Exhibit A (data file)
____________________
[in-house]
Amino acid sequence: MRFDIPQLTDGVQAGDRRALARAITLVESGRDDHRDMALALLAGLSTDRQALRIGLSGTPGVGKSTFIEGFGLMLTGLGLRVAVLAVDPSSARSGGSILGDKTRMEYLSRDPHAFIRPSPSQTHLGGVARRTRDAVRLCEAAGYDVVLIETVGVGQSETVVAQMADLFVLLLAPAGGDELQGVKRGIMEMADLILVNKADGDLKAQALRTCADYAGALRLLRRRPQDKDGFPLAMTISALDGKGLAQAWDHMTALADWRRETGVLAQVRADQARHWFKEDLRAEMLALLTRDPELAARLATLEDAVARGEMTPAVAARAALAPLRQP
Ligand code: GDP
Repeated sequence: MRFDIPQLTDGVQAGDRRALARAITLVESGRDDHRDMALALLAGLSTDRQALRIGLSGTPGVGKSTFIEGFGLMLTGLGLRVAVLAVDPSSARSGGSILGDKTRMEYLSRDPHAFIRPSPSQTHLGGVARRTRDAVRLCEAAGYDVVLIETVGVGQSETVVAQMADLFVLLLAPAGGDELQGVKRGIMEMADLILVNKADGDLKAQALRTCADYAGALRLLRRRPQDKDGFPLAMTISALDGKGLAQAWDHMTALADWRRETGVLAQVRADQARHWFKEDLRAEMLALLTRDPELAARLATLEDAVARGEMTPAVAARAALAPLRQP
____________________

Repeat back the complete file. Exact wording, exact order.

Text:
[in-house]
Amino acid sequence: MRFDIPQLTDGVQAGDRRALARAITLVESGRDDHRDMALALLAGLSTDRQALRIGLSGTPGVGKSTFIEGFGLMLTGLGLRVAVLAVDPSSARSGGSILGDKTRMEYLSRDPHAFIRPSPSQTHLGGVARRTRDAVRLCEAAGYDVVLIETVGVGQSETVVAQMADLFVLLLAPAGGDELQGVKRGIMEMADLILVNKADGDLKAQALRTCADYAGALRLLRRRPQDKDGFPLAMTISALDGKGLAQAWDHMTALADWRRETGVLAQVRADQARHWFKEDLRAEMLALLTRDPELAARLATLEDAVARGEMTPAVAARAALAPLRQP
Ligand code: GDP
Repeated sequence: MRFDIPQLTDGVQAGDRRALARAITLVESGRDDHRDMALALLAGLSTDRQALRIGLSGTPGVGKSTFIEGFGLMLTGLGLRVAVLAVDPSSARSGGSILGDKTRMEYLSRDPHAFIRPSPSQTHLGGVARRTRDAVRLCEAAGYDVVLIETVGVGQSETVVAQMADLFVLLLAPAGGDELQGVKRGIMEMADLILVNKADGDLKAQALRTCADYAGALRLLRRRPQDKDGFPLAMTISALDGKGLAQAWDHMTALADWRRETGVLAQVRADQARHWFKEDLRAEMLALLTRDPELAARLATLEDAVARGEMTPAVAARAALAPLRQP